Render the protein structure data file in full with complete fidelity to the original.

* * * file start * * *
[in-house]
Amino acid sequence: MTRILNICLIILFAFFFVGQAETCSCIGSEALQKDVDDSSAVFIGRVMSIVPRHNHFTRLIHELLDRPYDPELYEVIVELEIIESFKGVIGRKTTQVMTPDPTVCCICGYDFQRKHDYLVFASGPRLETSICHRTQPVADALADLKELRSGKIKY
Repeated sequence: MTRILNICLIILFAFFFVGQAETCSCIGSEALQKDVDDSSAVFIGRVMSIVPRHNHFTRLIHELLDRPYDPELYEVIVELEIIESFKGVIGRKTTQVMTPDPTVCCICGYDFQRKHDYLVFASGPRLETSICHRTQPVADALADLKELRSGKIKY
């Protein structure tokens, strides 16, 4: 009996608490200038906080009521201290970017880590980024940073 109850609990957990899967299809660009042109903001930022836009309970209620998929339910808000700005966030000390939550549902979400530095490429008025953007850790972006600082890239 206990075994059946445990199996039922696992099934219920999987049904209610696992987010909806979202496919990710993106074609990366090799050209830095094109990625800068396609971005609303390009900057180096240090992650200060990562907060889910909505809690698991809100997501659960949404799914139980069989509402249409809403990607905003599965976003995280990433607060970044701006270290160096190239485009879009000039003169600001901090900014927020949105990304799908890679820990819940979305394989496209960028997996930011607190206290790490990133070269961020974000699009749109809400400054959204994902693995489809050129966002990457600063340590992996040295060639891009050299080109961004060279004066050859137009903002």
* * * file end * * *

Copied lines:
[in-house]
Amino acid sequence: MTRILNICLIILFAFFFVGQAETCSCIGSEALQKDVDDSSAVFIGRVMSIVPRHNHFTRLIHELLDRPYDPELYEVIVELEIIESFKGVIGRKTTQVMTPDPTVCCICGYDFQRKHDYLVFASGPRLETSICHRTQPVADALADLKELRSGKIKY
Repeated sequence: MTRILNICLIILFAFFFVGQAETCSCIGSEALQKDVDDSSAVFIGRVMSIVPRHNHFTRLIHELLDRPYDPELYEVIVELEIIESFKGVIGRKTTQVMTPDPTVCCICGYDFQRKHDYLVFASGPRLETSICHRTQPVADALADLKELRSGKIKY
């Protein structure tokens, strides 16, 4: 009996608490200038906080009521201290970017880590980024940073 109850609990957990899967299809660009042109903001930022836009309970209620998929339910808000700005966030000390939550549902979400530095490429008025953007850790972006600082890239 206990075994059946445990199996039922696992099934219920999987049904209610696992987010909806979202496919990710993106074609990366090799050209830095094109990625800068396609971005609303390009900057180096240090992650200060990562907060889910909505809690698991809100997501659960949404799914139980069989509402249409809403990607905003599965976003995280990433607060970044701006270290160096190239485009879009000039003169600001901090900014927020949105990304799908890679820990819940979305394989496209960028997996930011607190206290790490990133070269961020974000699009749109809400400054959204994902693995489809050129966002990457600063340590992996040295060639891009050299080109961004060279004066050859137009903002």